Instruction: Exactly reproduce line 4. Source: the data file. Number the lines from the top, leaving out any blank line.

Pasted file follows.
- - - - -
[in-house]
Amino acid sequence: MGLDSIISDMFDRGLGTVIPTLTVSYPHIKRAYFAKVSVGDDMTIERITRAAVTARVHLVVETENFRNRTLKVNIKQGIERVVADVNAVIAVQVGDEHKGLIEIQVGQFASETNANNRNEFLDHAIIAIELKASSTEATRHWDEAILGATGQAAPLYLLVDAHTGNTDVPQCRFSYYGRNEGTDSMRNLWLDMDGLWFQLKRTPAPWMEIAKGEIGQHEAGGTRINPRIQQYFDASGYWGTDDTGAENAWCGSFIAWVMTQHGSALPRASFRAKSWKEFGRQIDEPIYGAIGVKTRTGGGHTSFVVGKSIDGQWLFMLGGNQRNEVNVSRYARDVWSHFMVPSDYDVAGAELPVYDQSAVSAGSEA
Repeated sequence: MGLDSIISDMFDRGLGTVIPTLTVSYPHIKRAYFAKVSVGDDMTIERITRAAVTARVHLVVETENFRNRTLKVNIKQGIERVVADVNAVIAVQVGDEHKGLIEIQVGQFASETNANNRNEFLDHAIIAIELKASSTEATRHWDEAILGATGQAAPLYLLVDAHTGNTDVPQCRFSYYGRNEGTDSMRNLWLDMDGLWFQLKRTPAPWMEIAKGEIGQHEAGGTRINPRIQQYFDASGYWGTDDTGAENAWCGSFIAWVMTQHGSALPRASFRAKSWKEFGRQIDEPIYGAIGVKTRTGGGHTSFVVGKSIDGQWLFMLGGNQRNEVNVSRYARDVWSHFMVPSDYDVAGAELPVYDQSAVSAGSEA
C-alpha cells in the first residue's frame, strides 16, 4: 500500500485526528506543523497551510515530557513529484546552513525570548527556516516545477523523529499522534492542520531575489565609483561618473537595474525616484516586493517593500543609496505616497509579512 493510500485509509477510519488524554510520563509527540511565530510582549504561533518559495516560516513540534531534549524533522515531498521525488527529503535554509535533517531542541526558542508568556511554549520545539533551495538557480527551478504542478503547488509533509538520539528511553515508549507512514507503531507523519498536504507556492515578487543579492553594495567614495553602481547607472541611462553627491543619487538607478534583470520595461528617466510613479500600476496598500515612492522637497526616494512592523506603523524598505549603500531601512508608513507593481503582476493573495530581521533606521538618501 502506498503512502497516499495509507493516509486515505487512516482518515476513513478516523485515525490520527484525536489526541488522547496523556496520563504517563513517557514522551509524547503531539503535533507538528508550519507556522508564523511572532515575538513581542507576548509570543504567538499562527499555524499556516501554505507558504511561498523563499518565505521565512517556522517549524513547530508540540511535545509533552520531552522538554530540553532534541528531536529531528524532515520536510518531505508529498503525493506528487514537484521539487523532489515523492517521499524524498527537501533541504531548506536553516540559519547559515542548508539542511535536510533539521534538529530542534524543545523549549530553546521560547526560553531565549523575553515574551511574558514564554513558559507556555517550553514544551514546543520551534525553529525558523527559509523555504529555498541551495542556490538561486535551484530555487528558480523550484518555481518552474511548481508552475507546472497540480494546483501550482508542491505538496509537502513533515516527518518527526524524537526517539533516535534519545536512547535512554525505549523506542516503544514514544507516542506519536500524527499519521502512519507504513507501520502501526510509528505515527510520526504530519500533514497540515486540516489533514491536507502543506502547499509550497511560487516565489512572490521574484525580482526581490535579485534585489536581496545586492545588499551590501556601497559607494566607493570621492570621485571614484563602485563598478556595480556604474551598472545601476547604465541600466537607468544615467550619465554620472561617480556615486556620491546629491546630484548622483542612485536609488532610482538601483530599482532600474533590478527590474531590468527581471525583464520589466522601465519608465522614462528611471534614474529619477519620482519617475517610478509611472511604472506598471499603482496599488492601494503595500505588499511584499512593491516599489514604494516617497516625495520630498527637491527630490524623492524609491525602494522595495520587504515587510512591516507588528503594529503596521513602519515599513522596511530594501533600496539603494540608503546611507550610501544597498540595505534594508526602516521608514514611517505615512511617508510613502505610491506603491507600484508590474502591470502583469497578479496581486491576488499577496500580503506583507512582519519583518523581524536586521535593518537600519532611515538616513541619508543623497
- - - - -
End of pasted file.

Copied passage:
C-alpha cells in the first residue's frame, strides 16, 4: 500500500485526528506543523497551510515530557513529484546552513525570548527556516516545477523523529499522534492542520531575489565609483561618473537595474525616484516586493517593500543609496505616497509579512 493510500485509509477510519488524554510520563509527540511565530510582549504561533518559495516560516513540534531534549524533522515531498521525488527529503535554509535533517531542541526558542508568556511554549520545539533551495538557480527551478504542478503547488509533509538520539528511553515508549507512514507503531507523519498536504507556492515578487543579492553594495567614495553602481547607472541611462553627491543619487538607478534583470520595461528617466510613479500600476496598500515612492522637497526616494512592523506603523524598505549603500531601512508608513507593481503582476493573495530581521533606521538618501 502506498503512502497516499495509507493516509486515505487512516482518515476513513478516523485515525490520527484525536489526541488522547496523556496520563504517563513517557514522551509524547503531539503535533507538528508550519507556522508564523511572532515575538513581542507576548509570543504567538499562527499555524499556516501554505507558504511561498523563499518565505521565512517556522517549524513547530508540540511535545509533552520531552522538554530540553532534541528531536529531528524532515520536510518531505508529498503525493506528487514537484521539487523532489515523492517521499524524498527537501533541504531548506536553516540559519547559515542548508539542511535536510533539521534538529530542534524543545523549549530553546521560547526560553531565549523575553515574551511574558514564554513558559507556555517550553514544551514546543520551534525553529525558523527559509523555504529555498541551495542556490538561486535551484530555487528558480523550484518555481518552474511548481508552475507546472497540480494546483501550482508542491505538496509537502513533515516527518518527526524524537526517539533516535534519545536512547535512554525505549523506542516503544514514544507516542506519536500524527499519521502512519507504513507501520502501526510509528505515527510520526504530519500533514497540515486540516489533514491536507502543506502547499509550497511560487516565489512572490521574484525580482526581490535579485534585489536581496545586492545588499551590501556601497559607494566607493570621492570621485571614484563602485563598478556595480556604474551598472545601476547604465541600466537607468544615467550619465554620472561617480556615486556620491546629491546630484548622483542612485536609488532610482538601483530599482532600474533590478527590474531590468527581471525583464520589466522601465519608465522614462528611471534614474529619477519620482519617475517610478509611472511604472506598471499603482496599488492601494503595500505588499511584499512593491516599489514604494516617497516625495520630498527637491527630490524623492524609491525602494522595495520587504515587510512591516507588528503594529503596521513602519515599513522596511530594501533600496539603494540608503546611507550610501544597498540595505534594508526602516521608514514611517505615512511617508510613502505610491506603491507600484508590474502591470502583469497578479496581486491576488499577496500580503506583507512582519519583518523581524536586521535593518537600519532611515538616513541619508543623497